Fascinating tale of females in China. A girl child's fate to be left at the doorstep of a silk factory in the mid-20's. Readers will have a chance to watch Pei grow and the learn of the life of a silk worker in China. Wonderful.
This is a wonderfully written story about women working in a silk factory in China and struggling to make their way in the world. You will find yourself identifying with the characters and thinking about them long after finishing the book. Luckily there is a sequel to this book called "Language of the Threads" that you will find yourself eagerly reaching for next.
This was a pretty straight forward book about a "spirited" daughter who was sold by her family. I found that the author made this almost seem to easy for the heroine to get used to and become good at it.Though I found the book well written and gave me some iinsight on the silk trade.
Wonderful read about a child--it's always the girls that they get rid of--that is left on the steps of a factory and she works and grows up working, she forms a friendship with the other females and leads the first female strike the village has ever seen. This is a very good book i really enjoyed the story line and the author is amazing, i'd never read anything by her before, but will now look for more.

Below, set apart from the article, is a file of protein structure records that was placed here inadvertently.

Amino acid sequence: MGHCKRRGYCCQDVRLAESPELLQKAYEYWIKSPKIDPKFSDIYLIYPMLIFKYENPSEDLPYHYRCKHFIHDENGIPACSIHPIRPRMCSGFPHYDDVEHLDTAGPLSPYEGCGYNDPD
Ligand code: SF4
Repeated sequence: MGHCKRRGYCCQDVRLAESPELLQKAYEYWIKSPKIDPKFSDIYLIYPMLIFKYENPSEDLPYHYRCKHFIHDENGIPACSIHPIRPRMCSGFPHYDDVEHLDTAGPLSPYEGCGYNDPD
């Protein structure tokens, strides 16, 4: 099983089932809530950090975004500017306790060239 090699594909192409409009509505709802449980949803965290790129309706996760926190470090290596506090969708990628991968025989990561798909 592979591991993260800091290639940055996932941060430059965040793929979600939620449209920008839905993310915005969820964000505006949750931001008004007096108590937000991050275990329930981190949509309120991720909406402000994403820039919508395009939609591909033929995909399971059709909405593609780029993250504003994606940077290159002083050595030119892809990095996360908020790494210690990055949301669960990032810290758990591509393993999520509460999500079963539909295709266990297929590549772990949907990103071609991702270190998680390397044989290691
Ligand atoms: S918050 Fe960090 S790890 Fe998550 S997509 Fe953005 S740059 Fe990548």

this was my first book by this very talented author.it is a very moving taled of female friendship in the hard times at a silk factory.
she has written a sequal and it is also very good
her best effort is "the samurai's garden" i love it so much i can't give up my copy.
any time you see Gail Tsukiyama's name, it is usually a MUST read
WOW! This is a beautifully written book.
The relationship between the two main women characters is beyond deep and filled with wonder and questions.
It was an eye opener to read about the silk industry and the lives of the people involved.
I liked this book because of the historical value. It was interesting see read about these young women in China and about their lives. The book was delicate and read like a young adult book instead of a novel.
I loved this book because it is about the Asian culture. Gail Tsukiyama not only brings out the history and what its like to live then, but she does a good job at pulling you into that time. I also Laura Joh Rowlands books for the same reasons.
Ancient culture whose values have prevailed through the mists of time.
Strong, implacable, deeply loving women.
Timeless story of sacrifice, commitment, survival, fulfillment, love, triumph.
I've also read:
The Samurai's Garden
(St. Martin's Press, 1996)